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One of the interesting features in the developing HTML5 spec is WebSockets . WebSockets are intended to be exactly what they sound like: TCP-like sockets for use in web applications. (For a more detailed description, read WebSocket is neither Web nor Socket ).

What does a socket-like communication protocol give you that the current HTTP protocol can’t?

The answer: Full-duplex communication.

That is actually only half true. After all, plenty of web applications appear to get asynchronous notifications from the server today. This is commonly referred to as Comet (in keeping with Ajax’s household cleaner theme), real-time web, or reverse-Ajax. Some of the current methods to do this are:

High Frequency Polling – The browser makes repeated, quick HTTP requests to check if new data is available. The server responds immediately with all available data. The whole cycle repeats itself after a short delay. This method provides the illusion of data being “pushed”, but at the expense of being ‘chatty’.

Long Poll – The browser makes a long-lived HTTP request, but the server defers responding until it has data. Once data is available, the server responds and the cycle starts again. This method is not as ‘chatty’ at the previous one, but in runs into another problem. The current HTML spec only allows browsers to maintain two connections back to the server. The result is you can only have one long-poll in each browser window (unless you do your own multiplexing strategy).

Streaming – The browser makes an HTTP requests, but the server does not close the connection after responding. Instead, it leaves it open indefinitely as a pipe that it can stream data into. However, the pipe is only unidirectional. If the browser wants send data to the server it will need to break the pipe.

In contrast, WebSockets would be appear as proper full-duplex communication pipes that break the current request-response cycle inherent to all HTTP communication (however, under the covers they may still use HTTP). This seems to me to be a natural progression of the web. In considering the early “static content” days of web, the HTTP’s request-reponse cycle made sense. Of course non-browser applications at that time made heavy use TCP sockets because they give an application so much flexibility.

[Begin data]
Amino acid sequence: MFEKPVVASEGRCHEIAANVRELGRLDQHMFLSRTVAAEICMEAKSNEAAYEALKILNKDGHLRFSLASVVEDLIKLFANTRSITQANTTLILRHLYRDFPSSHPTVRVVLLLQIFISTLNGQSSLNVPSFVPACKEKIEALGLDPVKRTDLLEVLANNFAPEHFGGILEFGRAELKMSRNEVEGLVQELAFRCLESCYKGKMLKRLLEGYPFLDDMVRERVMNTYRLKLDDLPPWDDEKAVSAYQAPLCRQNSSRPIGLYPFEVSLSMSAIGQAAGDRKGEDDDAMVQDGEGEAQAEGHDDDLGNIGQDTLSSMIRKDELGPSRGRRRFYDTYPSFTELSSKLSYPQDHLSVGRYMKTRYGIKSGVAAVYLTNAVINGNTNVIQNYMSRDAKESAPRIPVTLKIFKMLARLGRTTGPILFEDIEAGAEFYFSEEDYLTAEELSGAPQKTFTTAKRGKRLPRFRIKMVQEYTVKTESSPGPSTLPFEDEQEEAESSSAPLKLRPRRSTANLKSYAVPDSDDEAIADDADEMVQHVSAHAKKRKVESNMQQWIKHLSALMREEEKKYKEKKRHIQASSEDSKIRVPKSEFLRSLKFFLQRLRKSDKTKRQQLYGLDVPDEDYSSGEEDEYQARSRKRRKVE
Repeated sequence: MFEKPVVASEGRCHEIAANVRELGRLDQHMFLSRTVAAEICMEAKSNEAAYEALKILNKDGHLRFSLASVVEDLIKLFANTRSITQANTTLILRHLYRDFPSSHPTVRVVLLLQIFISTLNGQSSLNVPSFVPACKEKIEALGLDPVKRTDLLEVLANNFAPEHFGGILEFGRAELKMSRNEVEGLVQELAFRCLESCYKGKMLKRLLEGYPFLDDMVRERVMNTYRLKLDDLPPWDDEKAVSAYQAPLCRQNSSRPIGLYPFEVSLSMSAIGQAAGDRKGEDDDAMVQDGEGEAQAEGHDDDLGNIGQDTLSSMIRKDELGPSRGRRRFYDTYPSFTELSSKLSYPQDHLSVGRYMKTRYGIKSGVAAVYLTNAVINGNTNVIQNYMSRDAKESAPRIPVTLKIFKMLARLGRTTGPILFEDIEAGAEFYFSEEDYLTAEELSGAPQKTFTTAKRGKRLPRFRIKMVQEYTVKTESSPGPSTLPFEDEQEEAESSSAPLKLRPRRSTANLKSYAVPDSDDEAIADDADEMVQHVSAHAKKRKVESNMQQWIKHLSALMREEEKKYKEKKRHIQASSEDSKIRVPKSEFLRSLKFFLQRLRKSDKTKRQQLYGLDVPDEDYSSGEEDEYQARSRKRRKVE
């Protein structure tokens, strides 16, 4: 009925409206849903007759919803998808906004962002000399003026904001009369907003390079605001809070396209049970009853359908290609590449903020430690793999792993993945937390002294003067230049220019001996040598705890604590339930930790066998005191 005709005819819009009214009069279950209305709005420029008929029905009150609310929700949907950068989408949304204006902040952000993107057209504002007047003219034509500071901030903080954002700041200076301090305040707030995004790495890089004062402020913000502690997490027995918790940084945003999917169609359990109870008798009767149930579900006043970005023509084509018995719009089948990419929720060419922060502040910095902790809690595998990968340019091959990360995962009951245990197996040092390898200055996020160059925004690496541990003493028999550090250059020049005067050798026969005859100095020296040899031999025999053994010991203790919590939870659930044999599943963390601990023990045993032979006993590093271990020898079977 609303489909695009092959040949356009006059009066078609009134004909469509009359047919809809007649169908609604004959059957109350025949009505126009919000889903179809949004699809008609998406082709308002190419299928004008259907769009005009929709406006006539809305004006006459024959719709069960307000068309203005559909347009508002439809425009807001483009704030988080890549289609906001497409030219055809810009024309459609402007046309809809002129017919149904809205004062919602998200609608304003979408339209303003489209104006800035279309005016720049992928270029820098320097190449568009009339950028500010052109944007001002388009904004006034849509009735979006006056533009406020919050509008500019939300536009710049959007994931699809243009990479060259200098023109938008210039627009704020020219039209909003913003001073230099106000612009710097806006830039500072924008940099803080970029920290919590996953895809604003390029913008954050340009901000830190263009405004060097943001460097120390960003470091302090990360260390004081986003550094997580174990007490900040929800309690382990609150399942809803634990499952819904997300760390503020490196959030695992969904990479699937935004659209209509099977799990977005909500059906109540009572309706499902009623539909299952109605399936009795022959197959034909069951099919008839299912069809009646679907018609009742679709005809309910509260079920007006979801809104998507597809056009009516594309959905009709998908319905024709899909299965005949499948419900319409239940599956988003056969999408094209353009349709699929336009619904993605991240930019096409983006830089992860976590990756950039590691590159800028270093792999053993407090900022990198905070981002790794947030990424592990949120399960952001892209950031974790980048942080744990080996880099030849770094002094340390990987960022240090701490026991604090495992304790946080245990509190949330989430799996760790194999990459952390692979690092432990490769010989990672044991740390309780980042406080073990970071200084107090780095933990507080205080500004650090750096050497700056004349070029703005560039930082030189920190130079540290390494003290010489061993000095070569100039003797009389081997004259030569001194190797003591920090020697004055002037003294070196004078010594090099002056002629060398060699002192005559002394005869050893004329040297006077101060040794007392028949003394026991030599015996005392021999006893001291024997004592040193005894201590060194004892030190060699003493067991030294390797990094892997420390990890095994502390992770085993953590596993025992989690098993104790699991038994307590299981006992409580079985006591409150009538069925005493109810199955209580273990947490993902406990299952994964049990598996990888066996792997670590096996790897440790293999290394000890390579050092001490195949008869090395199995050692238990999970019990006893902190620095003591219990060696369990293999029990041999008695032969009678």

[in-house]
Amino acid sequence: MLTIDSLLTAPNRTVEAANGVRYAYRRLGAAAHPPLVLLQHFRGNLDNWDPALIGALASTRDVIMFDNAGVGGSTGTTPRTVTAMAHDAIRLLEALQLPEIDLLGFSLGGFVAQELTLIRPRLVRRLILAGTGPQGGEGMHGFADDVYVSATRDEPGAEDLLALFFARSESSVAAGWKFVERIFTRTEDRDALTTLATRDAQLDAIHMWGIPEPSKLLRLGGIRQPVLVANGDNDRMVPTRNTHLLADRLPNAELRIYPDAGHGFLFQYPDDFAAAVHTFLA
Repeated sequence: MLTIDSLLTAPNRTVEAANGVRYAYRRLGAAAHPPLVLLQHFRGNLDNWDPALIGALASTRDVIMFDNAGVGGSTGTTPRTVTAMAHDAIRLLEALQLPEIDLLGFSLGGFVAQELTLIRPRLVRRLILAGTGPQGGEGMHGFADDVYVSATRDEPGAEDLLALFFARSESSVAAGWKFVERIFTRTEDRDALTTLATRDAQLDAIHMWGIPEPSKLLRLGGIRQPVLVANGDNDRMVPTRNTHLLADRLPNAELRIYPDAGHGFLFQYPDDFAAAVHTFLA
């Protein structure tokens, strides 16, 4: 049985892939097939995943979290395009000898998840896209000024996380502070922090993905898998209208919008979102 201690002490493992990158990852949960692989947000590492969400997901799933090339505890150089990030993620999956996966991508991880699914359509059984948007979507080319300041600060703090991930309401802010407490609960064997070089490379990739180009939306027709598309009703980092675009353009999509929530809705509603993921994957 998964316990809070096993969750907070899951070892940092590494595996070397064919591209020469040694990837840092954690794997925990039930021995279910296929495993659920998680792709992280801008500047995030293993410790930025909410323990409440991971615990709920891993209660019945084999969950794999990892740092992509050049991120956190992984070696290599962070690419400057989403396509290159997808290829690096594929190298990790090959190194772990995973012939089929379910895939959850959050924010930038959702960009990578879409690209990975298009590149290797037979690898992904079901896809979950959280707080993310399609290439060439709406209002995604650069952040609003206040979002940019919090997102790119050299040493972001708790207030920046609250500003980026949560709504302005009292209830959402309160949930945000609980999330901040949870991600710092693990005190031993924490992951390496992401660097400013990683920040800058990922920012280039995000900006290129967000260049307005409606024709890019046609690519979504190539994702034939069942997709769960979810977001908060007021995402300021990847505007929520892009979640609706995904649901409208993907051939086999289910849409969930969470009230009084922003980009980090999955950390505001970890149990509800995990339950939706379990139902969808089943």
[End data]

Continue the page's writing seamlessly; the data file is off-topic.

Since it would seem that “browsers are the new desktop”, it makes sense to bring this (decades-old) full-duplex communication protocol to the browser. However the more interesting question is what exactly will developers do with it? After all, the internet is moving more and more towards stateless, RESTful communications which would seem to be at odds with stateful socket-like communication. For one interesting opinion on this, take a look at HTML5 WebSocket and WebJneering.

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  1. Thanks very much for this pointer-rich article. Personally I’m not sure where “the internet is moving” but if it’s the web we’re talking about, didn’t it start out fully stateless on Day One? After all, state isn’t required for hypertext linking and that was all there was on Day One (or The Day After, depending on whether you can remember life before the singularity).   Since then, it seems like folks have been struggling to support state so we can actually get some work done.  Regardless, I have to thank you again, for the HTML5 WebSocket and WebJneering link… I thought I was alone, but not so: “I’m just like every other post-apocalyptic protagonist, having spent my whole life questing after futuristic technology of the past, only to discover upon finding it that we’ve fallen so far as to render its usage unobtainable.”
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  2. Yes Breck, you are correct that the internet was stateless from Day One. As you say, since then, “folks have been struggling to support state,” to get things done.  I was referring to the recent trend away from storing any central state (so called “Shared-Nothing Architectures”) in a database. I was suggesting that SN architectures seem to be at odds with using stateful sockets. I should have mentioned that explicitly so it wouldn’t have been confusing.
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